As Indian cricket embraces mofussil towns across the country, The Indian Express will bring to you, ahead of each Ranji Trophy round, the sights and sounds of these new frontiers
From the gilded galleries of urbane sporting complexes, the Ranji Trophy will tread a less trodden country road this season, through landscapes bewilderingly beautiful and enchantingly rustic, offering backdrops ranging from the Himalayas and the Beas to the Indian Ocean and the Arabian Sea. As many as five venues will enter the first-class sheets for the first time, two others will make a comeback after lengthy interludes, each so distinct in their visual and aural charm that you could say the soul of India’s premier domestic tournament this edition dwells in the anonymity of the outliers. An assortment of wannabe cities, laid-back towns and sleepy villages, connecting the blurred dots of a cricketing empire.
Take for instance Nadaun, a speck on the Shimla-Dharamshala highway, where Bengal meets Himachal Pradesh in their Ranji opener. It supports three banks, a couple of functional ATMs, two rundown hotels, a get-it-all shopping complex, a freshly-painted post office, a two-room hospital and countless memorial stones for its martyrs. The market, adjoining the bus-stand is peaceful, the vendors calm and patient, sipping tea and stretching the limbs to wade off sleep. It’s neither a tourist haunt or a stop-over spot, just another indistinct small town on a long drive — neither Shimla nor Dharamshala.
Two kilometres from Nadaun, curled off the Shimla-Jwalaji highway, more of a tarred tapestry, is the Atal Bihari Vajpayee Stadium. A sinuous, narrow road — so narrow that the bushes brush your windows as you pass oncoming cars — takes you past a raft of schools and tailor shops to the stadium in Bela village. The only signpost in the vicinity reads: “Home-made fish pickles.” Then you notice the pagoda-shaped roofs of the stands. Rather skinny pagodas that resemble cathedrals, more so with the sombre cream paint and red-brick linings, than a miniature of the HPCA stadium in Dharamshala it was originally designed to be.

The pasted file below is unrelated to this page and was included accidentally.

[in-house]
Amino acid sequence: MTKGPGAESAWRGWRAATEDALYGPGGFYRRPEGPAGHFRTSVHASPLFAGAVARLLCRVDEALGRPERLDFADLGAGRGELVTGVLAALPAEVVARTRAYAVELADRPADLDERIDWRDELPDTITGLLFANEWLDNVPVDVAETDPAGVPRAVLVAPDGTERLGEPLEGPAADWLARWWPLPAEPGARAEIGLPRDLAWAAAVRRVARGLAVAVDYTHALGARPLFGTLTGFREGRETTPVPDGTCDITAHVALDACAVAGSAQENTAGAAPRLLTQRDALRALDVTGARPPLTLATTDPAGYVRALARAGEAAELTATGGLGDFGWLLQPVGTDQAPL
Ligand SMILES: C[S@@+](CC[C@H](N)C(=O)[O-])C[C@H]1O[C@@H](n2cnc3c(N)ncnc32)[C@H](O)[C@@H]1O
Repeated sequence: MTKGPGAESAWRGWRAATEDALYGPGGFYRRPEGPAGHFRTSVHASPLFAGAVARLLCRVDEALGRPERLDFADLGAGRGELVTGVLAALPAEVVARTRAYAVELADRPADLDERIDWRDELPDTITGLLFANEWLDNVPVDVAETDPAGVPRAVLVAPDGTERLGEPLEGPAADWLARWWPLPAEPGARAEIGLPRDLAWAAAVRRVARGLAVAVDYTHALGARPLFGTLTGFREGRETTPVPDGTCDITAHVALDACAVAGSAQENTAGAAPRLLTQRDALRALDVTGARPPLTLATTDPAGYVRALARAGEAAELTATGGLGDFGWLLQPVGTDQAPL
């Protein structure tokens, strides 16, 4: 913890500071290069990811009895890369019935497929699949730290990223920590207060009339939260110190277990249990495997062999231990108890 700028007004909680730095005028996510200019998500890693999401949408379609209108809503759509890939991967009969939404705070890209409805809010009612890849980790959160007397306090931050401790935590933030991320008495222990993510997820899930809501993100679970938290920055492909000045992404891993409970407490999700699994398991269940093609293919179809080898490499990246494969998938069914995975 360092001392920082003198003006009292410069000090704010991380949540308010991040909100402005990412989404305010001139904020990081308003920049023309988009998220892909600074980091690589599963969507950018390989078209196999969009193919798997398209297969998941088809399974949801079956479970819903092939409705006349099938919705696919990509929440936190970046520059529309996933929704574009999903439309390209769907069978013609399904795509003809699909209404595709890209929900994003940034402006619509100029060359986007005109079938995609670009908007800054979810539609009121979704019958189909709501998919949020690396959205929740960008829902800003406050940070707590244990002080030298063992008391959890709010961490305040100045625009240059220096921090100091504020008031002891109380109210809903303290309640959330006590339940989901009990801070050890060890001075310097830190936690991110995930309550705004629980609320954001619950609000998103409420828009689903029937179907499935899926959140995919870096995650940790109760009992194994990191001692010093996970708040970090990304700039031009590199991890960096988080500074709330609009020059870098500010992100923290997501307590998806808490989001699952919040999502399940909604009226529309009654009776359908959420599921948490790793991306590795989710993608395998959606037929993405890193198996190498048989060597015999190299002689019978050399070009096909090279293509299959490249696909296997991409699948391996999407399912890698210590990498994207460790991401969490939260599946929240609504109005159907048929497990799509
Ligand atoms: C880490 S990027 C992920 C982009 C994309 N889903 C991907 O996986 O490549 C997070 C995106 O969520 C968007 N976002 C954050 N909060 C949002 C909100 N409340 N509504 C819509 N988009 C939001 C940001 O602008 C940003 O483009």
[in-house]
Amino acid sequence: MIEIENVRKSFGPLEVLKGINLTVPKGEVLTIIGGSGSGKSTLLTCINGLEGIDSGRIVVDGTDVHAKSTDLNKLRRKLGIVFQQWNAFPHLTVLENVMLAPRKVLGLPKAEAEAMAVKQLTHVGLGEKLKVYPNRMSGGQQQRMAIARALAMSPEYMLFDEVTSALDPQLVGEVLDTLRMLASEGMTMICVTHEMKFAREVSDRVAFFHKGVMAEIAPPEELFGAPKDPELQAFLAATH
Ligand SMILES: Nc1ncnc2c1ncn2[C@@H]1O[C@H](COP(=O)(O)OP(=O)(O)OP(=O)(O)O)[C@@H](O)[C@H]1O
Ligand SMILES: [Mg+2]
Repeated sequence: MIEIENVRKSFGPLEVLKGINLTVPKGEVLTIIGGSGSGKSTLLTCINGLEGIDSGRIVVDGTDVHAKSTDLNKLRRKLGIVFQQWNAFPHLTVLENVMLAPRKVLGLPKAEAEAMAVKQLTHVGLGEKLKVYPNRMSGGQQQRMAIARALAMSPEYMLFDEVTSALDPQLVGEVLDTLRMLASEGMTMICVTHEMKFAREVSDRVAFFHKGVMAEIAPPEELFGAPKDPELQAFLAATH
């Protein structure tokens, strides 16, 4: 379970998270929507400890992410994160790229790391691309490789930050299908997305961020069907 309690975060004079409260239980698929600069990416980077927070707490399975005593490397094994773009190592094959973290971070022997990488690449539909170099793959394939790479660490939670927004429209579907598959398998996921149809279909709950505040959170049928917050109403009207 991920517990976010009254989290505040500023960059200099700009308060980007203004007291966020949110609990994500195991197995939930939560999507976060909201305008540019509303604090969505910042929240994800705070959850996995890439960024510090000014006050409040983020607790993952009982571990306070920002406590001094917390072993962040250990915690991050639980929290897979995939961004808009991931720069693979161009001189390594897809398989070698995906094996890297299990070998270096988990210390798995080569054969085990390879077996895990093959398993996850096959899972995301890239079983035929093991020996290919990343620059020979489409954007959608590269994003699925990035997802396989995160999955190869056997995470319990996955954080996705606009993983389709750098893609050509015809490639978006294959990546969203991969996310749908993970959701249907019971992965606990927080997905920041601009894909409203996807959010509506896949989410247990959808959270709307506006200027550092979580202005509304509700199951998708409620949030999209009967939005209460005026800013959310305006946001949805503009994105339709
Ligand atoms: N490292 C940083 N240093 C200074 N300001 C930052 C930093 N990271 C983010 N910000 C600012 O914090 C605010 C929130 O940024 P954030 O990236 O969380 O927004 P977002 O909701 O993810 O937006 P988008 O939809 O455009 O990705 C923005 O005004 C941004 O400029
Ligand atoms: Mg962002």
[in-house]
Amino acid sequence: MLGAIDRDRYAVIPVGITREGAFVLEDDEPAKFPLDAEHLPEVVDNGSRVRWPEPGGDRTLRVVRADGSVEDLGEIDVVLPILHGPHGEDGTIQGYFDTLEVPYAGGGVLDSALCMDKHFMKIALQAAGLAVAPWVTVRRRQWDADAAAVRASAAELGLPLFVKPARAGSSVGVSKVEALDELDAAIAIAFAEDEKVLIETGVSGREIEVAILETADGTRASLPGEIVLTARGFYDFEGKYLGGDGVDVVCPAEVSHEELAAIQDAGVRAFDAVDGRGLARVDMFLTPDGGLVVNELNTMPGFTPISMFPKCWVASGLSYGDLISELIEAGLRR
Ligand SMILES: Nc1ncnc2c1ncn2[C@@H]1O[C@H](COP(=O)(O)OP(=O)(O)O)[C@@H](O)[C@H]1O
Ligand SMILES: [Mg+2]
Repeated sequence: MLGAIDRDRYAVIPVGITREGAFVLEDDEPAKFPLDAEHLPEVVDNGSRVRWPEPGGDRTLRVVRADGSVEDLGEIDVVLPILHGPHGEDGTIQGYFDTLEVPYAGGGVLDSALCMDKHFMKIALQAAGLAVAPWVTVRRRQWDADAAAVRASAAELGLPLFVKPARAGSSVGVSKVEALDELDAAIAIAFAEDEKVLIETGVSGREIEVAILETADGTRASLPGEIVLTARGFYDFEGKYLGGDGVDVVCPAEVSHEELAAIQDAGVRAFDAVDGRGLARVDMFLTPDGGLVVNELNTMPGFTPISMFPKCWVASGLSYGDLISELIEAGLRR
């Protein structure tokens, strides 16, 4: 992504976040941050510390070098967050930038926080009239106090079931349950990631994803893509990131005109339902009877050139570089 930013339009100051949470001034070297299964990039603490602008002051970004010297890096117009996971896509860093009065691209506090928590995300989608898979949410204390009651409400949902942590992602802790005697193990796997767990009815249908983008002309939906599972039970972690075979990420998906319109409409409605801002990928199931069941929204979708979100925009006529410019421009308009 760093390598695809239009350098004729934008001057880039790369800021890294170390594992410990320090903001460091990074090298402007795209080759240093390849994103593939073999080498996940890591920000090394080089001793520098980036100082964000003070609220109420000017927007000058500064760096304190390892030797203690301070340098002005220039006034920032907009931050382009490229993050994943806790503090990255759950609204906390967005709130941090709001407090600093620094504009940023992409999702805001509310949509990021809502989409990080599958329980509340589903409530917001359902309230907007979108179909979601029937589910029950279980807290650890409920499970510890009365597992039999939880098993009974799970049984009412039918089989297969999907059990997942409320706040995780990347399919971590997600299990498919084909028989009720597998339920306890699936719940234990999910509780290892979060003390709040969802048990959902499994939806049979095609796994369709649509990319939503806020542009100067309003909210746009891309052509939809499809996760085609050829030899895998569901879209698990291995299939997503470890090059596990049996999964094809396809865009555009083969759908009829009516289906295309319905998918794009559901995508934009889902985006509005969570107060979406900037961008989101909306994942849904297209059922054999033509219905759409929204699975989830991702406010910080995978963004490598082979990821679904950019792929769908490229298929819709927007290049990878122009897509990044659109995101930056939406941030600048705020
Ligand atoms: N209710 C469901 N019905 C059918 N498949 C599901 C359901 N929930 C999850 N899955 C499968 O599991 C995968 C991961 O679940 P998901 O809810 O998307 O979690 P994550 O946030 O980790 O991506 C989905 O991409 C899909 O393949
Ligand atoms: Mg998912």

The half-constructed stands offer the most spectacular view of the stadium — a sparkling white structure in the Kangra ranges, which is the dilapidated Nadaun fort, a Kali temple almost hugging the boundary ropes, a primary school beyond it, endless canopies of deodars, and if you stretch your neck the contours of the narrow Beas swerving around the banks, before abruptly transforming into a water-monster, where a bunch of kids are rafting on an inflatable catamaran. There’s a better view of the river from the practice nets — a couple of Bengal players, after their practice, gazed meditatively into the muddy, still waters, listening to the humming gurgle.
Plop! That sinking feeling
If it’s the proximity of the river that lends the ground a surreal beauty, it gives headaches to the ground-staff, especially if it’s a limited-over match. The square-boundaries are quite small, a hefty pull is all it takes for the leather ball to plunge headlong into the river.